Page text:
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Feedback interventions fail to reduce prescribing errors among junior doctors

Interventions that identify the prescriber and offer feedback did not improve prescribing error rates but researchers say feedback has a place in a ‘multifaceted approach’ to reducing errors. 

Hospital pharmacy reception. Pharmacist looking at prescription charts

Source: Photofusion Picture Library / Alamy Stock Photo

Prescribing errors occur in up to 15% of medication orders written in UK hospitals, and this is estimated to result in harm for 1–2% of patients

A set of interventions designed to reduce prescribing error rates among junior doctors, including a system for identifying the prescriber and offering feedback, has failed to have a significant impact on error rates, the findings of a study show.

However, the researchers, led by Bryony Dean Franklin from UCL School of Pharmacy, London, say feedback has the potential to support learning.

“Attempts to produce a measurable reduction in prescribing errors are likely to need a multifaceted approach of which feedback should form part,” the researchers report in BMJ Quality and Safety[1] (online, 4 April 2016).

The UCL team developed interventions targeting inpatient medication orders and discharge prescriptions from foundation year 1 junior doctors. These included the use of personalised name stamps to improve prescriber identification, an agreed approach for pharmacists to use when providing feedback on individual prescribing errors, and a way to share learning among all junior doctors.

The interventions improved prescriber identification, which increased from 10% to 50%, along with quantitative and qualitative improvements to experiences of feedback. However, there was no significant overall reduction in prescribing error rates.

The researchers offer some explanations of why they were unable to detect a reduction in errors: the fact that prescribers still could not be identified for 50% of prescriptions; and that prescribing errors may result from system problems, such as those related to medication reconciliation on admission, and so are less likely to be improved through feedback to individuals.

Prescribing errors occur in up to 15% of medication orders written in UK hospitals, and this is estimated to result in harm for 1-2% of patients, caused by dispensing inappropriate medicines, incorrect doses of the correct medication, or the wrong medication.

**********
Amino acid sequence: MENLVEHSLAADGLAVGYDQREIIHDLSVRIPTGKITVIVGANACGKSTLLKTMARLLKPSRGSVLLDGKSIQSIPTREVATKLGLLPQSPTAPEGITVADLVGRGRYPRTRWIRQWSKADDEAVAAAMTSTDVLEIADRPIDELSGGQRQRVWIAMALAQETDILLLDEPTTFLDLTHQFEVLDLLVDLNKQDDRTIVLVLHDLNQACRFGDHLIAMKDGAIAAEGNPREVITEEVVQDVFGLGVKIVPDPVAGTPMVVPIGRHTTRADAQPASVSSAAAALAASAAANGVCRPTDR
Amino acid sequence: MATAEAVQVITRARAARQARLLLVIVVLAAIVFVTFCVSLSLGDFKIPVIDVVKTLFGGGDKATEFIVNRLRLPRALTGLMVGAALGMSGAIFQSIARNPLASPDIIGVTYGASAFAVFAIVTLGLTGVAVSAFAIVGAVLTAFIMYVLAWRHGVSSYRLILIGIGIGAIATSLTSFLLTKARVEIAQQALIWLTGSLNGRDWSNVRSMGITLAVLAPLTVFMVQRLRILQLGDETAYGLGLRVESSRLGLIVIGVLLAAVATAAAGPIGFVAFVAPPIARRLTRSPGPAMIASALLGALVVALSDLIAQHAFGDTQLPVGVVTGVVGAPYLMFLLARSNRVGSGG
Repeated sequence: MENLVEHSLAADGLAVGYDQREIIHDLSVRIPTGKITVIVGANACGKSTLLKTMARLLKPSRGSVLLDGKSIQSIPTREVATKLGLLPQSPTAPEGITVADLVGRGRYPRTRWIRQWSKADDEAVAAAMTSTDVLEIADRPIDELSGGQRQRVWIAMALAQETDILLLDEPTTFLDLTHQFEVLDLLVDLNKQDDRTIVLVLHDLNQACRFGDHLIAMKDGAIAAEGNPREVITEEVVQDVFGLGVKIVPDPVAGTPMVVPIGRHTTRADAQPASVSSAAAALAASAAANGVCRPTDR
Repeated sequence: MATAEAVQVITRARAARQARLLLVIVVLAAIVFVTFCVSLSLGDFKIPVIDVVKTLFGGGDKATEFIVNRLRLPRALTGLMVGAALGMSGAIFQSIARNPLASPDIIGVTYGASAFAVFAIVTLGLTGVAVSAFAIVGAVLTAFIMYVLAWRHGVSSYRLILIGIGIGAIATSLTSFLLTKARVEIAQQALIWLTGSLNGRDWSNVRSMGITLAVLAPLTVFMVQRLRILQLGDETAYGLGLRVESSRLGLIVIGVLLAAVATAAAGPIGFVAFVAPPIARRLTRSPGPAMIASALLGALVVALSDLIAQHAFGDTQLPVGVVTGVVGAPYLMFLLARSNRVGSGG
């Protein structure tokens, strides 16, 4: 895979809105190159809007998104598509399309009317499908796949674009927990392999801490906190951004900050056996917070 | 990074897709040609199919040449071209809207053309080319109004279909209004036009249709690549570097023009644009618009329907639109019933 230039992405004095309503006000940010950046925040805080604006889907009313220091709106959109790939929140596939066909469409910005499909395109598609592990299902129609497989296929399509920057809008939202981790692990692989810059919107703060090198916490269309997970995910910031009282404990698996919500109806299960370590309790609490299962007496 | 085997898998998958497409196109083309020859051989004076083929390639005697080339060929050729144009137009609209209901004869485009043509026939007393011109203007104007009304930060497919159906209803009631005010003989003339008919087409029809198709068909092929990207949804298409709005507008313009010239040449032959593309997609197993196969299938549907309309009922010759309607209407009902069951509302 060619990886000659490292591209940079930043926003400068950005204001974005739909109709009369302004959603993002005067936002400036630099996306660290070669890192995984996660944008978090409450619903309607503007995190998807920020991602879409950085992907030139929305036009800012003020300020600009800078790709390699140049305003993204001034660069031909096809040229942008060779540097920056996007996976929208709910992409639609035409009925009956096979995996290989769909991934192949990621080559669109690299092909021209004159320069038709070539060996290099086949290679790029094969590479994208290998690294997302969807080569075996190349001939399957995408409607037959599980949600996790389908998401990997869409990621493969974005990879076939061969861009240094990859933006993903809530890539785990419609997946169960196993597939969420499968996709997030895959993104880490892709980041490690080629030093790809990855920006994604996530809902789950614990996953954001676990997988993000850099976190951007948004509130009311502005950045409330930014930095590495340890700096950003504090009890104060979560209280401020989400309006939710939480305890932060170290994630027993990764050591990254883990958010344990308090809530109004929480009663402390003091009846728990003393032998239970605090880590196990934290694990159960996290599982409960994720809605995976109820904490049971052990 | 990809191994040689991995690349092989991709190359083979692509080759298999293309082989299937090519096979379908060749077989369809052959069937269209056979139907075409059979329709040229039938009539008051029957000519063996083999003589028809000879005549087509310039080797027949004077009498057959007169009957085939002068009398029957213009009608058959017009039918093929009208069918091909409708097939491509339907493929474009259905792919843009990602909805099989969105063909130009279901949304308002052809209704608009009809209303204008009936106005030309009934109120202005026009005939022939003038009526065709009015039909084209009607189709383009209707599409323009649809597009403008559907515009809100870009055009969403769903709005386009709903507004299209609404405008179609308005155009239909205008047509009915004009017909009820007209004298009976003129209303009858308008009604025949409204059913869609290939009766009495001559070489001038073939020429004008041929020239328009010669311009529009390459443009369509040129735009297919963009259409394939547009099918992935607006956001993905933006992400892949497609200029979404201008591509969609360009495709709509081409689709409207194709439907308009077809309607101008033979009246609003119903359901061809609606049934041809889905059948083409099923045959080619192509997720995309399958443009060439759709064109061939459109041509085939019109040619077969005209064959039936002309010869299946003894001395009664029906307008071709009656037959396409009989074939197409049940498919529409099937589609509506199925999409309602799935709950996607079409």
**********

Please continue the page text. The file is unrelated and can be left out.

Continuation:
“Prescribing safety is of paramount importance to all pharmacists and particularly those working in hospitals where the most junior medical staff are based,” says Graeme Richardson at South Tyneside District Hospital, South Shields, and vice president of the Guild of Healthcare Pharmacists.

Richardson notes that while the legibility of doctors’ signatures is useful when providing feedback on errors, the move to electronic prescribing and medicines administration means this is “no longer an issue”. He also points out that prescribing errors are not necessarily the fault of junior doctors.

“In South Tyneside, our experience of evaluating errors showed that more senior doctors were more likely to make errors on inpatient (and discharge prescriptions) as a proportion of their prescribing, probably because they do it less frequently,” he says. “Also there is a significant issue with locum staff as they cause a large number of errors because of unfamiliarity with charts and policies, on account of their transient roles.”

Richardson sees a number of potential solutions, including using ward-based pharmacists who are integrated into medical teams, and interprofessional learning involving final year medical, pharmacy and nursing students, which can foster relationships between specialisms. He adds that other measures that could improve errors when handwritten orders are required include better design of medicines charts and training on local prescribing policies. 

Citation: The Pharmaceutical Journal DOI: 10.1211/PJ.2016.20201006

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